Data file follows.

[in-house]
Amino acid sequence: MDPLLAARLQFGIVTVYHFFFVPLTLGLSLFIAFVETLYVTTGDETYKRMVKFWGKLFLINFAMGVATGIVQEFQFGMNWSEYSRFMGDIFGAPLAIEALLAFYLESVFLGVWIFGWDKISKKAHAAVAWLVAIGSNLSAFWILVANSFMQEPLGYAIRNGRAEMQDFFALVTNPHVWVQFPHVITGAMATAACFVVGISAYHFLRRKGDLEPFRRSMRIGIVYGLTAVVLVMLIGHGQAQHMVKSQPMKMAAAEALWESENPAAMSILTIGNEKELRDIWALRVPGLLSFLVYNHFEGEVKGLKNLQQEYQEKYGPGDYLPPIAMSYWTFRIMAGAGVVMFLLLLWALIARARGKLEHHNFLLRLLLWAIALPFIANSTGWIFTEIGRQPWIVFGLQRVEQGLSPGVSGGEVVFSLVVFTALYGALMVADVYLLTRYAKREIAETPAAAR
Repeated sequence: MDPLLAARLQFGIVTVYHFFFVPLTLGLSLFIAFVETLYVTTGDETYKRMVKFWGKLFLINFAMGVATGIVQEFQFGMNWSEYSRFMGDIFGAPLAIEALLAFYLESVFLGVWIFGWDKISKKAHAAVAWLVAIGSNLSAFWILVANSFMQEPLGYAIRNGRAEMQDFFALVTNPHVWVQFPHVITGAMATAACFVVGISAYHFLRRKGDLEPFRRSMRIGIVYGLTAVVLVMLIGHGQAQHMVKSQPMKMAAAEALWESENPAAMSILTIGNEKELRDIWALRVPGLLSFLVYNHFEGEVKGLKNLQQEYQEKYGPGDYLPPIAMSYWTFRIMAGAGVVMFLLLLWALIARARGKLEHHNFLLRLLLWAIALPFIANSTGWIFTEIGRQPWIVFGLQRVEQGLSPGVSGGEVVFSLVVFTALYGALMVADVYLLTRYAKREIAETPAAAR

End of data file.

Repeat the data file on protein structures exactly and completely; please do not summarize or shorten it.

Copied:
[in-house]
Amino acid sequence: MDPLLAARLQFGIVTVYHFFFVPLTLGLSLFIAFVETLYVTTGDETYKRMVKFWGKLFLINFAMGVATGIVQEFQFGMNWSEYSRFMGDIFGAPLAIEALLAFYLESVFLGVWIFGWDKISKKAHAAVAWLVAIGSNLSAFWILVANSFMQEPLGYAIRNGRAEMQDFFALVTNPHVWVQFPHVITGAMATAACFVVGISAYHFLRRKGDLEPFRRSMRIGIVYGLTAVVLVMLIGHGQAQHMVKSQPMKMAAAEALWESENPAAMSILTIGNEKELRDIWALRVPGLLSFLVYNHFEGEVKGLKNLQQEYQEKYGPGDYLPPIAMSYWTFRIMAGAGVVMFLLLLWALIARARGKLEHHNFLLRLLLWAIALPFIANSTGWIFTEIGRQPWIVFGLQRVEQGLSPGVSGGEVVFSLVVFTALYGALMVADVYLLTRYAKREIAETPAAAR
Repeated sequence: MDPLLAARLQFGIVTVYHFFFVPLTLGLSLFIAFVETLYVTTGDETYKRMVKFWGKLFLINFAMGVATGIVQEFQFGMNWSEYSRFMGDIFGAPLAIEALLAFYLESVFLGVWIFGWDKISKKAHAAVAWLVAIGSNLSAFWILVANSFMQEPLGYAIRNGRAEMQDFFALVTNPHVWVQFPHVITGAMATAACFVVGISAYHFLRRKGDLEPFRRSMRIGIVYGLTAVVLVMLIGHGQAQHMVKSQPMKMAAAEALWESENPAAMSILTIGNEKELRDIWALRVPGLLSFLVYNHFEGEVKGLKNLQQEYQEKYGPGDYLPPIAMSYWTFRIMAGAGVVMFLLLLWALIARARGKLEHHNFLLRLLLWAIALPFIANSTGWIFTEIGRQPWIVFGLQRVEQGLSPGVSGGEVVFSLVVFTALYGALMVADVYLLTRYAKREIAETPAAAR